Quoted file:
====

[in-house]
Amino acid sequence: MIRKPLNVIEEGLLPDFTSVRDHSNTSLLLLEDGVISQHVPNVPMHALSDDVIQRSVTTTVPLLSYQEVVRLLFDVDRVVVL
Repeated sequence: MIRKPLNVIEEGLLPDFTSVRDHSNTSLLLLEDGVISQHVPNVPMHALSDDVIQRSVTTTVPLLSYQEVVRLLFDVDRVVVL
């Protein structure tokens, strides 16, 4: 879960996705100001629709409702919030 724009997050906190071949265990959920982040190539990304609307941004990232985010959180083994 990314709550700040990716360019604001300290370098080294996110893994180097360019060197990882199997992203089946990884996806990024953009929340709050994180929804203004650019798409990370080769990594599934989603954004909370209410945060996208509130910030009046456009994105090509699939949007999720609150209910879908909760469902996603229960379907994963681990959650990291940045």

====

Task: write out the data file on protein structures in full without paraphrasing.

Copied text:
[in-house]
Amino acid sequence: MIRKPLNVIEEGLLPDFTSVRDHSNTSLLLLEDGVISQHVPNVPMHALSDDVIQRSVTTTVPLLSYQEVVRLLFDVDRVVVL
Repeated sequence: MIRKPLNVIEEGLLPDFTSVRDHSNTSLLLLEDGVISQHVPNVPMHALSDDVIQRSVTTTVPLLSYQEVVRLLFDVDRVVVL
């Protein structure tokens, strides 16, 4: 879960996705100001629709409702919030 724009997050906190071949265990959920982040190539990304609307941004990232985010959180083994 990314709550700040990716360019604001300290370098080294996110893994180097360019060197990882199997992203089946990884996806990024953009929340709050994180929804203004650019798409990370080769990594599934989603954004909370209410945060996208509130910030009046456009994105090509699939949007999720609150209910879908909760469902996603229960379907994963681990959650990291940045």